The enemy is Satan. You and I are the soldiers. We will surely lose, not just our lives, but our souls eternally unless we learn how to defeat Satan’s forces. God has provided armor that is guaranteed to defeat Satan, but we must learn to use it. It comes with a manual we must study – the Bible. The church is instructed to provide meetings so we can learn to use the weapons.
You can successfully win the battle against Satan by the means God has supplied. Are you studying and attending the meetings diligently so you can be successful? Are you as diligent as you would want soldiers to be if they were defending you and your family in wartime? Have you even yet enlisted in the army?
Hence I remind you to rekindle the gift of God that is within you through the laying on of my hands; for God did not give us a spirit of timidity but a spirit of power and love and self-control. Do not be ashamed then of testifying to our Lord, nor of me his prisoner, but share in suffering for the gospel in the power of God, who saved us and called us with a holy calling, not in virtue of our works but in virtue of his own purpose and the grace which he gave us in Christ Jesus ages ago, and now has manifested through the appearing of our Savior Christ Jesus, who abolished death and brought life and immortality to light through the gospel. For this gospel I was appointed a preacher and apostle and teacher, and therefore I suffer as I do. But I am not ashamed, for I know whom I have believed, and I am sure that he is able to guard until that Day what has been entrusted to me.
The Definition and Causes of Shame
Let’s start with a dictionary definition of shame. Shame is the painful emotion caused by a consciousness of guilt or shortcoming or impropriety.
Let me illustrate each of those causes.
- First, the cause of guilt. Suppose you act against your conscience and withhold information on your tax returns. For a couple years you feel nothing because it has been put out of your mind, and you weren’t caught. Then you are called to account by the IRS and it becomes public knowledge that you lied and you stole. Your guilt is known. Now in the light of public censure you feel the pain of shame.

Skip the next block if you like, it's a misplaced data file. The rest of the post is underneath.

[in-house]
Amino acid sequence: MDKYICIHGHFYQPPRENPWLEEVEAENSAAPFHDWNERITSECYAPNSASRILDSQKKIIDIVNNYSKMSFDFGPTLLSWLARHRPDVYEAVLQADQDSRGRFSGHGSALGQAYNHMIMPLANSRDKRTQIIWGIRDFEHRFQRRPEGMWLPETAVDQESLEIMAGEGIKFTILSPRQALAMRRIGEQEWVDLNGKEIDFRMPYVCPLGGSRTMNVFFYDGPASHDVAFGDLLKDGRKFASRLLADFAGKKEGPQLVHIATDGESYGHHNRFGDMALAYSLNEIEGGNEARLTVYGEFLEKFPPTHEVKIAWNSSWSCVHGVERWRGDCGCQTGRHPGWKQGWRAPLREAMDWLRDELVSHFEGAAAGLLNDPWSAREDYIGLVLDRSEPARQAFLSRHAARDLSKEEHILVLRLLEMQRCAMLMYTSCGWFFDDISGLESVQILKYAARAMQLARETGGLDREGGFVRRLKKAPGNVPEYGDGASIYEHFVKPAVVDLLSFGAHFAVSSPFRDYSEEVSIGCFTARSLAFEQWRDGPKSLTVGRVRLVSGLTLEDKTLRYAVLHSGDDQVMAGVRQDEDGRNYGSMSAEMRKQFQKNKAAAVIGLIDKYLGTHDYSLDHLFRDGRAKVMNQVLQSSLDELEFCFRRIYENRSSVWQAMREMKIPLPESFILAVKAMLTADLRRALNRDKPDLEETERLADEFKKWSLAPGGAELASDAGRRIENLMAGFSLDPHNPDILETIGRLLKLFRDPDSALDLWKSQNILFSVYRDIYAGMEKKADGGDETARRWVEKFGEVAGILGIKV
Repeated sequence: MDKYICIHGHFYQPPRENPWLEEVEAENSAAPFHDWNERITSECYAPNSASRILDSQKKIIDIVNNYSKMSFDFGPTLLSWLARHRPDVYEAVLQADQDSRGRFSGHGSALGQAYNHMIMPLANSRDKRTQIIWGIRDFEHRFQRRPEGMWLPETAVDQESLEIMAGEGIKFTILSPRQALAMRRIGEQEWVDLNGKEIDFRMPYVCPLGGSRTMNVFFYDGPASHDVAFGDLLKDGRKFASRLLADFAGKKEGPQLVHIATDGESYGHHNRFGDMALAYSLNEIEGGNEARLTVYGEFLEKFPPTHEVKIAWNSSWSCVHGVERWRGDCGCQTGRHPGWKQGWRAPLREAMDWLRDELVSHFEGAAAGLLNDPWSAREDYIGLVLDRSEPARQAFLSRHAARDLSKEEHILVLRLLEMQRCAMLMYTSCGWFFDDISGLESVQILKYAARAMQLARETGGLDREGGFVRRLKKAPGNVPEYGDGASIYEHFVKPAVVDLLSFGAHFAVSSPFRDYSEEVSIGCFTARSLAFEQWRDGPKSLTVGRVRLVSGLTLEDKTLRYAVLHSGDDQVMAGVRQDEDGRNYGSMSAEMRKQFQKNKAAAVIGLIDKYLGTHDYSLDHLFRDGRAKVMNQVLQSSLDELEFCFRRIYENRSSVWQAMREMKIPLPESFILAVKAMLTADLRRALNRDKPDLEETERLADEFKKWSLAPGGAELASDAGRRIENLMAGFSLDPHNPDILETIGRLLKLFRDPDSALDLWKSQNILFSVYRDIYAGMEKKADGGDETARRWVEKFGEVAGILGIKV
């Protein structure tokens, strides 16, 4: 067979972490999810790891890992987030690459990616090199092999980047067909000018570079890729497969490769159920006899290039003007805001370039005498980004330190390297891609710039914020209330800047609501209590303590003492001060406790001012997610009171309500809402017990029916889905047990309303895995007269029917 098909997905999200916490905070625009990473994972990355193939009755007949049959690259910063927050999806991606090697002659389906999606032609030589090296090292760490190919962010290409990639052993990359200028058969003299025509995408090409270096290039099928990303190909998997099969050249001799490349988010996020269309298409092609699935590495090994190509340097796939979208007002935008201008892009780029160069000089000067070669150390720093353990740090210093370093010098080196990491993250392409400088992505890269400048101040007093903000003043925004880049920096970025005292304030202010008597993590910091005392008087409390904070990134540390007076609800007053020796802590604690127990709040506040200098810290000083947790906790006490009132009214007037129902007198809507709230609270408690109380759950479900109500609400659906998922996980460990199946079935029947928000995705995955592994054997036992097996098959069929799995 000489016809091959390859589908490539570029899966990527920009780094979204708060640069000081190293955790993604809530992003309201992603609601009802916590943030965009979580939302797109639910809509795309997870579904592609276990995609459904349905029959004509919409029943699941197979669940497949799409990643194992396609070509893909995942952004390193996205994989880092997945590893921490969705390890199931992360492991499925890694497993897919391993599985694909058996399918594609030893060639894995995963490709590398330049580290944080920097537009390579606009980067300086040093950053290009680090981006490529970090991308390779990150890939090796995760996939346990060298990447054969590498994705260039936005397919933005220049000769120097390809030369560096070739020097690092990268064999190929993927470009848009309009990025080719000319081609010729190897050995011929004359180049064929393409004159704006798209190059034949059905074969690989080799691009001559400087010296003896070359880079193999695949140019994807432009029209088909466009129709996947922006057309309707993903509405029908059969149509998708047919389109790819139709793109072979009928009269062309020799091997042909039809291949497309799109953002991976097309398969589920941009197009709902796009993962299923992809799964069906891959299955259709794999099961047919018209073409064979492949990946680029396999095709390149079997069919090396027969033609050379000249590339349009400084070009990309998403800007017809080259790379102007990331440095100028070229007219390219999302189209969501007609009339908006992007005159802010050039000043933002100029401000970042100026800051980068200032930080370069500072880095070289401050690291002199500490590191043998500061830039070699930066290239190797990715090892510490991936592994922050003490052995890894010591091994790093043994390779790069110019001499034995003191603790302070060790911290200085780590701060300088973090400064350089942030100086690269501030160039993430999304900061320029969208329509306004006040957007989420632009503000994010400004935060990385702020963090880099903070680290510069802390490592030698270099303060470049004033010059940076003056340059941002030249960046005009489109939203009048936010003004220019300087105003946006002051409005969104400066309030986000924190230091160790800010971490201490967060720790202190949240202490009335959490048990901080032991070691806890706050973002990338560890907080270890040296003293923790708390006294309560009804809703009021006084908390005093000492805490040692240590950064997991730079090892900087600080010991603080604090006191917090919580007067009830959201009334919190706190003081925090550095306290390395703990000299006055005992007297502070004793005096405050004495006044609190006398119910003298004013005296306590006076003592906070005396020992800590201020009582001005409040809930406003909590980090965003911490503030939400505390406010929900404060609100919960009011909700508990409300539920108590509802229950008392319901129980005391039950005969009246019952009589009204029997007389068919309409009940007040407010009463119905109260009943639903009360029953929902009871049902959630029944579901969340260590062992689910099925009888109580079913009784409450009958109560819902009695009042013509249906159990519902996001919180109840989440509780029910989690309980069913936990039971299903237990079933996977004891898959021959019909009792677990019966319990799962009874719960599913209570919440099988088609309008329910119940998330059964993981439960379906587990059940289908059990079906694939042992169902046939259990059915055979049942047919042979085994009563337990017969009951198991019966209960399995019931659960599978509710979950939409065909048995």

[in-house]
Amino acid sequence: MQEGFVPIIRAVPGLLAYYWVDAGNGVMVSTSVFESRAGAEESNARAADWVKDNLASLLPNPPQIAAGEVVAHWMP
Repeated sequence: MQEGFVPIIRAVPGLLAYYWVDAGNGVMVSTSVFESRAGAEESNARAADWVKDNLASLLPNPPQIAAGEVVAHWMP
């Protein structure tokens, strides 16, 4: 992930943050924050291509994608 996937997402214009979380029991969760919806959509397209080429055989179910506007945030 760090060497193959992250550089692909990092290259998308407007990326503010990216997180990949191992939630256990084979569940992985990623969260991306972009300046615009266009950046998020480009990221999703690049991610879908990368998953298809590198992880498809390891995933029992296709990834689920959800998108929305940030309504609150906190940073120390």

- Or take the cause of shortcoming. In the Olympics suppose you come from a little country where you are quite good in the 3,000-meter race. Then you compete before thousands of people in Seoul, and the competition is so tough that by the time the last lap comes up, you are a whole lap behind everyone else, and you must keep running all by yourself while everyone watches. There’s no guilt here. But the humiliation and shame could be intense.
- Or take the cause of impropriety. You are invited to a party and you find out when you get there that you dressed all wrong. Again, no evil or guilt. Just a social blunder, an impropriety that makes you feel foolish and embarrassed.
Well-Placed Vs. Misplaced Shame
One of the things that jumps right out at you from this definition of shame is that there is some shame that is justified and some that isn’t. There are some situations where shame is exactly what we should feel. And there are some situations where we shouldn’t. Most people would say that the liar ought to be ashamed. And most people would probably say that the long distance runner who gave it his best shot ought not to feel ashamed. Disappointment would be healthy, but not shame.
Let me illustrate from Scripture these two kinds of shame. The Bible makes very clear that there is a shame we ought to have and a shame we ought not to have. I’m going to call the one kind, “misplaced shame” and the other kind “well-placed shame.”
Misplaced shame (the kind we ought not to have) is the shame you feel when there is no good reason to feel it. Biblically that means the thing you feel ashamed of is not dishonoring to God; or that it IS dishonoring to God, but you didn’t have a hand in it. In other words, misplaced shame is shame for something that’s good—something that doesn’t dishonor God. Or it’s shame for something bad but which you didn’t have any sinful hand in. That’s the kind of shame we ought not have.
Well-placed shame (the kind you ought to have) is the shame you feel when there is good reason to feel it. Biblically that means we feel ashamed of something because our involvement in it was dishonoring to God. We ought to feel shame when we have a hand in bringing dishonor upon God by our attitudes or actions.
I want to be sure you see how important God is in this distinction between misplaced shame and well-placed shame. Whether we have a hand in honoring God or dishonoring God makes all the difference. If we want to battle shame at the root, we have to know how it relates to God. And we DO need to battle shame at the root—all shame. Because both misplaced shame and well-placed shame can cripple us if we don’t know how to deal with them at the root.
So let’s look at some Scriptures that illustrate misplaced shame and some that illustrate well-placed shame.
Do not be ashamed then of testifying to our Lord, nor of me his prisoner, but take your share of suffering for the gospel in the power of God.
What this text says is that if you feel shame for testifying about Jesus, you have a misplaced shame. We ought not to feel shame for this. Christ is honored when we speak well of him. And he is dishonored by fearful silence. So it is not a shameful thing to testify, but a shameful thing not to.